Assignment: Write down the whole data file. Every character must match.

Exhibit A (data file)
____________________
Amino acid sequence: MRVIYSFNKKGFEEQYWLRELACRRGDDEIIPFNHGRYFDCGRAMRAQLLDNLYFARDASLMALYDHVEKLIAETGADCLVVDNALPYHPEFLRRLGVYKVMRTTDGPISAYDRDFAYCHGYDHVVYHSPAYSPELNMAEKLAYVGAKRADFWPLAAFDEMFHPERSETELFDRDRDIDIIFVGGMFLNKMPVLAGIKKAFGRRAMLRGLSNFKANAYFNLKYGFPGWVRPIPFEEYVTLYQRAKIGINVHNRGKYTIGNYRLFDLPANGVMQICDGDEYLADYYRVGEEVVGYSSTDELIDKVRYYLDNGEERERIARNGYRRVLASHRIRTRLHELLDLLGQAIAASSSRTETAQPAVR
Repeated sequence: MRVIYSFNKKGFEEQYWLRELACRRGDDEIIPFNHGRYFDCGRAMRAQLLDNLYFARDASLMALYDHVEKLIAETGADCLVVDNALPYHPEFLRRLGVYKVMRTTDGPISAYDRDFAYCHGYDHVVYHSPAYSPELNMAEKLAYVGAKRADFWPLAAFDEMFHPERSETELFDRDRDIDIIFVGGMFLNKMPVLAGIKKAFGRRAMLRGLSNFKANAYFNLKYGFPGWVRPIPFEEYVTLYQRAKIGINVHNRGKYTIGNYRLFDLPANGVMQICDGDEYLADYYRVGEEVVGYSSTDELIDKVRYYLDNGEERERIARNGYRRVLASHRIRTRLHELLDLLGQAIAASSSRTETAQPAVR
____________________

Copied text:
Amino acid sequence: MRVIYSFNKKGFEEQYWLRELACRRGDDEIIPFNHGRYFDCGRAMRAQLLDNLYFARDASLMALYDHVEKLIAETGADCLVVDNALPYHPEFLRRLGVYKVMRTTDGPISAYDRDFAYCHGYDHVVYHSPAYSPELNMAEKLAYVGAKRADFWPLAAFDEMFHPERSETELFDRDRDIDIIFVGGMFLNKMPVLAGIKKAFGRRAMLRGLSNFKANAYFNLKYGFPGWVRPIPFEEYVTLYQRAKIGINVHNRGKYTIGNYRLFDLPANGVMQICDGDEYLADYYRVGEEVVGYSSTDELIDKVRYYLDNGEERERIARNGYRRVLASHRIRTRLHELLDLLGQAIAASSSRTETAQPAVR
Repeated sequence: MRVIYSFNKKGFEEQYWLRELACRRGDDEIIPFNHGRYFDCGRAMRAQLLDNLYFARDASLMALYDHVEKLIAETGADCLVVDNALPYHPEFLRRLGVYKVMRTTDGPISAYDRDFAYCHGYDHVVYHSPAYSPELNMAEKLAYVGAKRADFWPLAAFDEMFHPERSETELFDRDRDIDIIFVGGMFLNKMPVLAGIKKAFGRRAMLRGLSNFKANAYFNLKYGFPGWVRPIPFEEYVTLYQRAKIGINVHNRGKYTIGNYRLFDLPANGVMQICDGDEYLADYYRVGEEVVGYSSTDELIDKVRYYLDNGEERERIARNGYRRVLASHRIRTRLHELLDLLGQAIAASSSRTETAQPAVR